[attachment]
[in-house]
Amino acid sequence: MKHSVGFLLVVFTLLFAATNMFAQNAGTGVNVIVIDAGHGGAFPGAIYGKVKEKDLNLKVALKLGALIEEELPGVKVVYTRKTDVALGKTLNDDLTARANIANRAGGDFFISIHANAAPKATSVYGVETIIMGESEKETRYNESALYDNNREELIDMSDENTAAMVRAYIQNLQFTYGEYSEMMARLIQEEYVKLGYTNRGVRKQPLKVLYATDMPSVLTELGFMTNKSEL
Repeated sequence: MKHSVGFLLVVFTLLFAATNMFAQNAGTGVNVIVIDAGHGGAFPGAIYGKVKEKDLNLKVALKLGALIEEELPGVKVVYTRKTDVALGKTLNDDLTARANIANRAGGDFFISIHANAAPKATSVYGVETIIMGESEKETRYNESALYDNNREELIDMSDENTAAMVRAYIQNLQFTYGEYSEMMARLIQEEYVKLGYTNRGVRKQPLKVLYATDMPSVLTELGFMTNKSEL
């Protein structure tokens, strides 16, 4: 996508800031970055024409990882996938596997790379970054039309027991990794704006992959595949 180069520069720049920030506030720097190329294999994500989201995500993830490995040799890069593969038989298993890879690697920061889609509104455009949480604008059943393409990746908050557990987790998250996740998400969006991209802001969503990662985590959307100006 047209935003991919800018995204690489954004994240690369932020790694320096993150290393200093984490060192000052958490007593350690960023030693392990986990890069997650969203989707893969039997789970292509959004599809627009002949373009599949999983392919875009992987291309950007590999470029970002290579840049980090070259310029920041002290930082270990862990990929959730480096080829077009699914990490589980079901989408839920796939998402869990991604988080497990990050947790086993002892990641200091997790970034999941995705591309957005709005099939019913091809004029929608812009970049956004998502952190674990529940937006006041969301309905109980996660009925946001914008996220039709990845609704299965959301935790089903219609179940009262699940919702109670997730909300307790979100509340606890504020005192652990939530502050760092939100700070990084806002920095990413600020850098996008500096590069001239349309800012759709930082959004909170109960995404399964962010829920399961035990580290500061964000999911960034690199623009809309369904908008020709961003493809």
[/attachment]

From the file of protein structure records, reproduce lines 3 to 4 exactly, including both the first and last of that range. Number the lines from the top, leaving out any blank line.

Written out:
Repeated sequence: MKHSVGFLLVVFTLLFAATNMFAQNAGTGVNVIVIDAGHGGAFPGAIYGKVKEKDLNLKVALKLGALIEEELPGVKVVYTRKTDVALGKTLNDDLTARANIANRAGGDFFISIHANAAPKATSVYGVETIIMGESEKETRYNESALYDNNREELIDMSDENTAAMVRAYIQNLQFTYGEYSEMMARLIQEEYVKLGYTNRGVRKQPLKVLYATDMPSVLTELGFMTNKSEL
């Protein structure tokens, strides 16, 4: 996508800031970055024409990882996938596997790379970054039309027991990794704006992959595949 180069520069720049920030506030720097190329294999994500989201995500993830490995040799890069593969038989298993890879690697920061889609509104455009949480604008059943393409990746908050557990987790998250996740998400969006991209802001969503990662985590959307100006 047209935003991919800018995204690489954004994240690369932020790694320096993150290393200093984490060192000052958490007593350690960023030693392990986990890069997650969203989707893969039997789970292509959004599809627009002949373009599949999983392919875009992987291309950007590999470029970002290579840049980090070259310029920041002290930082270990862990990929959730480096080829077009699914990490589980079901989408839920796939998402869990991604988080497990990050947790086993002892990641200091997790970034999941995705591309957005709005099939019913091809004029929608812009970049956004998502952190674990529940937006006041969301309905109980996660009925946001914008996220039709990845609704299965959301935790089903219609179940009262699940919702109670997730909300307790979100509340606890504020005192652990939530502050760092939100700070990084806002920095990413600020850098996008500096590069001239349309800012759709930082959004909170109960995404399964962010829920399961035990580290500061964000999911960034690199623009809309369904908008020709961003493809």